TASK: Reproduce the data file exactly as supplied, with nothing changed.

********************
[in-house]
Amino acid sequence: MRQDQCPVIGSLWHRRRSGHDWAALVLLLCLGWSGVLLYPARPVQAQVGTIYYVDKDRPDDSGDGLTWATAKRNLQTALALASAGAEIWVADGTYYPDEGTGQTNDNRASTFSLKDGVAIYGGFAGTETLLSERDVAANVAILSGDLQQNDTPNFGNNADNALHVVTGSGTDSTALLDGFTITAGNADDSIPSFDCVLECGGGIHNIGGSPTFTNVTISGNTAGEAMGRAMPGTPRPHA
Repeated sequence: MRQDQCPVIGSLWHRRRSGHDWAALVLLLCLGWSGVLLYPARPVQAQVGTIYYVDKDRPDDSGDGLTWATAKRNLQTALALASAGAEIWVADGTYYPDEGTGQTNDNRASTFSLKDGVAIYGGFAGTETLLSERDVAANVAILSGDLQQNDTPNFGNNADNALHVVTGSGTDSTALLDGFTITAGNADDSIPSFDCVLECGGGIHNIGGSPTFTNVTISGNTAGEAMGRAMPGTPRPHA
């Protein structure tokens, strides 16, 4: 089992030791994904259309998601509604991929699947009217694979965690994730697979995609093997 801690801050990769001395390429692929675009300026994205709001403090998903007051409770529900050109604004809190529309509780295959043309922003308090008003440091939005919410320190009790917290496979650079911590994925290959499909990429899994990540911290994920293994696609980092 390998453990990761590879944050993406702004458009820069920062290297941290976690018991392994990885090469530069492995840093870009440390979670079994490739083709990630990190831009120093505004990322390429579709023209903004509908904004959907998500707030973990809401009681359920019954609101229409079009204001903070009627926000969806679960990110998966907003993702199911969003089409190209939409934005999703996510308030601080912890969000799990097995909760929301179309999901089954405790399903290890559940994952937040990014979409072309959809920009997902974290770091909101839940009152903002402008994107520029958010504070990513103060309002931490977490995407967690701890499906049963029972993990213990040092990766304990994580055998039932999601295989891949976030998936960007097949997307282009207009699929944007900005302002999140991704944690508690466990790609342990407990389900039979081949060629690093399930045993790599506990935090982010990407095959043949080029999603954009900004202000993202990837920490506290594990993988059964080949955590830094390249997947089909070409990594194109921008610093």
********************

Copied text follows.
[in-house]
Amino acid sequence: MRQDQCPVIGSLWHRRRSGHDWAALVLLLCLGWSGVLLYPARPVQAQVGTIYYVDKDRPDDSGDGLTWATAKRNLQTALALASAGAEIWVADGTYYPDEGTGQTNDNRASTFSLKDGVAIYGGFAGTETLLSERDVAANVAILSGDLQQNDTPNFGNNADNALHVVTGSGTDSTALLDGFTITAGNADDSIPSFDCVLECGGGIHNIGGSPTFTNVTISGNTAGEAMGRAMPGTPRPHA
Repeated sequence: MRQDQCPVIGSLWHRRRSGHDWAALVLLLCLGWSGVLLYPARPVQAQVGTIYYVDKDRPDDSGDGLTWATAKRNLQTALALASAGAEIWVADGTYYPDEGTGQTNDNRASTFSLKDGVAIYGGFAGTETLLSERDVAANVAILSGDLQQNDTPNFGNNADNALHVVTGSGTDSTALLDGFTITAGNADDSIPSFDCVLECGGGIHNIGGSPTFTNVTISGNTAGEAMGRAMPGTPRPHA
């Protein structure tokens, strides 16, 4: 089992030791994904259309998601509604991929699947009217694979965690994730697979995609093997 801690801050990769001395390429692929675009300026994205709001403090998903007051409770529900050109604004809190529309509780295959043309922003308090008003440091939005919410320190009790917290496979650079911590994925290959499909990429899994990540911290994920293994696609980092 390998453990990761590879944050993406702004458009820069920062290297941290976690018991392994990885090469530069492995840093870009440390979670079994490739083709990630990190831009120093505004990322390429579709023209903004509908904004959907998500707030973990809401009681359920019954609101229409079009204001903070009627926000969806679960990110998966907003993702199911969003089409190209939409934005999703996510308030601080912890969000799990097995909760929301179309999901089954405790399903290890559940994952937040990014979409072309959809920009997902974290770091909101839940009152903002402008994107520029958010504070990513103060309002931490977490995407967690701890499906049963029972993990213990040092990766304990994580055998039932999601295989891949976030998936960007097949997307282009207009699929944007900005302002999140991704944690508690466990790609342990407990389900039979081949060629690093399930045993790599506990935090982010990407095959043949080029999603954009900004202000993202990837920490506290594990993988059964080949955590830094390249997947089909070409990594194109921008610093």